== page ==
How to Get the UUID of devices on Linux, Ubuntu, Debian

By | July 28, 2020

Unique identifier for each storage device

UUID is the "universally unique identifier" that is assigned to devices on a linux system for the purpose of identification.

For example if your hard disk has 3 partitions then each partition is a device and has a uuid. Similarly cd/dvd, usb drives etc all are assigned a uuid.

On a ubuntu system for example you might find that a partition is mounted at a location like this


Now the part after media/ is the uuid and used as the directory name where a certain device has been mounted. To find the uuid of devices connected to a system use the following commands

$ ls -l /dev/disk/by-uuid/
total 0
lrwxrwxrwx 1 root root 10 Mar  3 09:45 14348F74348F581E -> ../../sda9
lrwxrwxrwx 1 root root 10 Mar  3 09:45 2A64794864791831 -> ../../sda1
lrwxrwxrwx 1 root root 10 Mar  3 09:45 2edfb41d-54f4-478e-8cc0-0fe9864596a8 -> ../../sda8
lrwxrwxrwx 1 root root 10 Mar  3 09:45 31a6807b-3b3e-4f9d-95c2-ead64d0c7009 -> ../../sda6
lrwxrwxrwx 1 root root 10 Mar  3 09:45 9de0aab4-e64c-49c8-af55-cc7375a97dd6 -> ../../sda5
lrwxrwxrwx 1 root root 10 Mar  3 09:45 eba07f1f-b287-456a-b3d6-1c40d7b28a60 -> ../../sda7
lrwxrwxrwx 1 root root 10 Mar  3 12:20 fc474ef9-60b7-4cf8-b42a-7feb63eeb64c -> ../../sdb1

The ls command has been used to get a list of all devices along with the uuids. The big uuids are ext4 or swap type partitions. Whereas the short uuid are ntfs type partitions.

1. blkid

Another command that can be used to perform the same task is blkid. Here are some quick examples on using it.

$ sudo blkid
/dev/sda1: UUID="2A64794864791831" TYPE="ntfs" 
/dev/sda5: UUID="9de0aab4-e64c-49c8-af55-cc7375a97dd6" TYPE="ext4" 
/dev/sda6: UUID="31a6807b-3b3e-4f9d-95c2-ead64d0c7009" TYPE="swap" 
/dev/sda7: UUID="eba07f1f-b287-456a-b3d6-1c40d7b28a60" TYPE="ext4" 
/dev/sda8: UUID="2edfb41d-54f4-478e-8cc0-0fe9864596a8" TYPE="ext4" 
/dev/sda9: UUID="14348F74348F581E" TYPE="ntfs" 
/dev/sdb1: UUID="fc474ef9-60b7-4cf8-b42a-7feb63eeb64c" TYPE="ext4"

The output of blkid clearly shows the device, its uuid and the format type. Useful information. To get the uuid of a specific device, simply put the device name next to blkid like this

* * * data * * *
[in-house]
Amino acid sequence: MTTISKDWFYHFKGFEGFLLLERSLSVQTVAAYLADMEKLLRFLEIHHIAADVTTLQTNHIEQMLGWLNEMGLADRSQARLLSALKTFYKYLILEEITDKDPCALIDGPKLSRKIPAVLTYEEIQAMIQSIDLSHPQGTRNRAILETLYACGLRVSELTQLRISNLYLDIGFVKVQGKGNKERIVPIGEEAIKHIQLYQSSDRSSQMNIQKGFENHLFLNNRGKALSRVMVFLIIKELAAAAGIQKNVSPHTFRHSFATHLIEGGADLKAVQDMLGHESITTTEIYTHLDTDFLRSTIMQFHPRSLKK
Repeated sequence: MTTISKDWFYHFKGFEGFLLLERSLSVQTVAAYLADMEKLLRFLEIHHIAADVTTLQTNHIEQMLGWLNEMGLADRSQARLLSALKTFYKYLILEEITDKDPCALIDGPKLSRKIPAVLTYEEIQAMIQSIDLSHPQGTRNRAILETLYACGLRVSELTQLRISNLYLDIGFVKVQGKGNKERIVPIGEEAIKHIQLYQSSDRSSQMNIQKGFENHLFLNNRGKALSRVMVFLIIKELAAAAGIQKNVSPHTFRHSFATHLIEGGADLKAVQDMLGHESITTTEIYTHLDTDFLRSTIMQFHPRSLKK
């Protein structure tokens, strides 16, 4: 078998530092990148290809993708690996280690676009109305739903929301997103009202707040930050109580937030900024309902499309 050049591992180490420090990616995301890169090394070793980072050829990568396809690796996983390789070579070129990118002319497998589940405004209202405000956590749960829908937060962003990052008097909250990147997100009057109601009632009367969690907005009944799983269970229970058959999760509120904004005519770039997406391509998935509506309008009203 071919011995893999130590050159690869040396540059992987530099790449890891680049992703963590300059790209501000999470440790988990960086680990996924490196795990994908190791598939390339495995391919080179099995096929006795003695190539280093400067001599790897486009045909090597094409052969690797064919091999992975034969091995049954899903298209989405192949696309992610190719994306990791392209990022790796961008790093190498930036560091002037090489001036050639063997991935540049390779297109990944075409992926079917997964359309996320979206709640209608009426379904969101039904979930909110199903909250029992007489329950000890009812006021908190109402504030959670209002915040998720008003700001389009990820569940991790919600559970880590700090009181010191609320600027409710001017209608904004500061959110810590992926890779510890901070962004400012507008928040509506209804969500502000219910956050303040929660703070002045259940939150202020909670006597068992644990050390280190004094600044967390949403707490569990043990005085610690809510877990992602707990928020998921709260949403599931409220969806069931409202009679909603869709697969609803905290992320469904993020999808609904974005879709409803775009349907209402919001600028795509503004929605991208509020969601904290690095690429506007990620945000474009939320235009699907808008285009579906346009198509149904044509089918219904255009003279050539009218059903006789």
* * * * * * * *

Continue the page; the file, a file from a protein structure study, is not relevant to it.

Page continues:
$ sudo blkid /dev/sda1
/dev/sda1: UUID="2A64794864791831" TYPE="ntfs"

2. lsblk

The lsblk command is another very useful and powerful command to check details about storage devices on a system.
Here is a quick example:

PATH         SIZE RO TYPE MOUNTPOINT                   UUID                                 MODEL
/dev/loop0  96.5M  1 loop /snap/core/9436
/dev/loop1 229.6M  1 loop /snap/atom/257
/dev/loop2    55M  1 loop /snap/core18/1880
/dev/loop3  54.8M  1 loop /snap/gtk-common-themes/1502
/dev/loop4 156.2M  1 loop /snap/chromium/1213
/dev/loop5    55M  1 loop /snap/core18/1754
/dev/loop6  62.1M  1 loop /snap/gtk-common-themes/1506
/dev/loop7 230.6M  1 loop /snap/atom/258
/dev/loop8 158.4M  1 loop /snap/chromium/1229
/dev/loop9    97M  1 loop /snap/core/9665
/dev/sda   465.8G  0 disk                                                                   Samsung_Portable_SSD_T5
/dev/sda1    420G  0 part                              757dcceb-3e17-4ca8-9ba1-b0cf68fb0134
/dev/sdb   111.8G  0 disk                                                                   Samsung_SSD_840_EVO_120GB
/dev/sdb1   95.4G  0 part /                            19d84ceb-8046-4f8d-a85a-cda49515d92c
/dev/sdc   111.8G  0 disk                                                                   Samsung_SSD_850_EVO_120GB
/dev/sdc1   95.8G  0 part                              f41b21a7-e8be-48ac-b10d-cad641bf709b

The lsblk command shows a lot of details about storage devices like mount point, device name, uuid, model name. The device name and UUID are needed when you need to mount a device to access its contents.

About Silver Moon

A Tech Enthusiast, Blogger, Linux Fan and a Software Developer. Writes about Computer hardware, Linux and Open Source software and coding in Python, Php and Javascript. He can be reached at [email protected].


How to Get the UUID of devices on Linux, Ubuntu, Debian
  1. William Austin

    The title of your post here is incorrect: you are mentioning ONLY the UUID of storage devices. Other devices have UUID’s as well, devices such as network cards/ports

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